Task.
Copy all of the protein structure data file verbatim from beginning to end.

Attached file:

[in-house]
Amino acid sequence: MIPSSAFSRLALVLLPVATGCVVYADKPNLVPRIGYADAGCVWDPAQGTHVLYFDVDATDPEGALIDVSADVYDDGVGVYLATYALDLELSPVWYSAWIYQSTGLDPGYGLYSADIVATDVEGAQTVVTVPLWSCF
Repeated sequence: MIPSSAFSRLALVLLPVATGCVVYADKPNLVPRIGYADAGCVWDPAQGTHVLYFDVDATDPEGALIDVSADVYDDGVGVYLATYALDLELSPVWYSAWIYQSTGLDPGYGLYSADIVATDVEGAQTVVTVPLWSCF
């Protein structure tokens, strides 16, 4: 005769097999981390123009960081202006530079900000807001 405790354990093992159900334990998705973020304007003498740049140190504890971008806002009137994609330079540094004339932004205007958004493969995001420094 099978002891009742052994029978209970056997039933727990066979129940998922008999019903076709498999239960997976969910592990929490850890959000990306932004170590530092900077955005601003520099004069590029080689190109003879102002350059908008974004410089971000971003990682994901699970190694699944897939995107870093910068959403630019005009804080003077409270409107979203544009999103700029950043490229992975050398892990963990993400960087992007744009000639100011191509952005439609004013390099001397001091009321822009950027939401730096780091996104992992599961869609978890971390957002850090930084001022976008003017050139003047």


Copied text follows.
[in-house]
Amino acid sequence: MIPSSAFSRLALVLLPVATGCVVYADKPNLVPRIGYADAGCVWDPAQGTHVLYFDVDATDPEGALIDVSADVYDDGVGVYLATYALDLELSPVWYSAWIYQSTGLDPGYGLYSADIVATDVEGAQTVVTVPLWSCF
Repeated sequence: MIPSSAFSRLALVLLPVATGCVVYADKPNLVPRIGYADAGCVWDPAQGTHVLYFDVDATDPEGALIDVSADVYDDGVGVYLATYALDLELSPVWYSAWIYQSTGLDPGYGLYSADIVATDVEGAQTVVTVPLWSCF
């Protein structure tokens, strides 16, 4: 005769097999981390123009960081202006530079900000807001 405790354990093992159900334990998705973020304007003498740049140190504890971008806002009137994609330079540094004339932004205007958004493969995001420094 099978002891009742052994029978209970056997039933727990066979129940998922008999019903076709498999239960997976969910592990929490850890959000990306932004170590530092900077955005601003520099004069590029080689190109003879102002350059908008974004410089971000971003990682994901699970190694699944897939995107870093910068959403630019005009804080003077409270409107979203544009999103700029950043490229992975050398892990963990993400960087992007744009000639100011191509952005439609004013390099001397001091009321822009950027939401730096780091996104992992599961869609978890971390957002850090930084001022976008003017050139003047």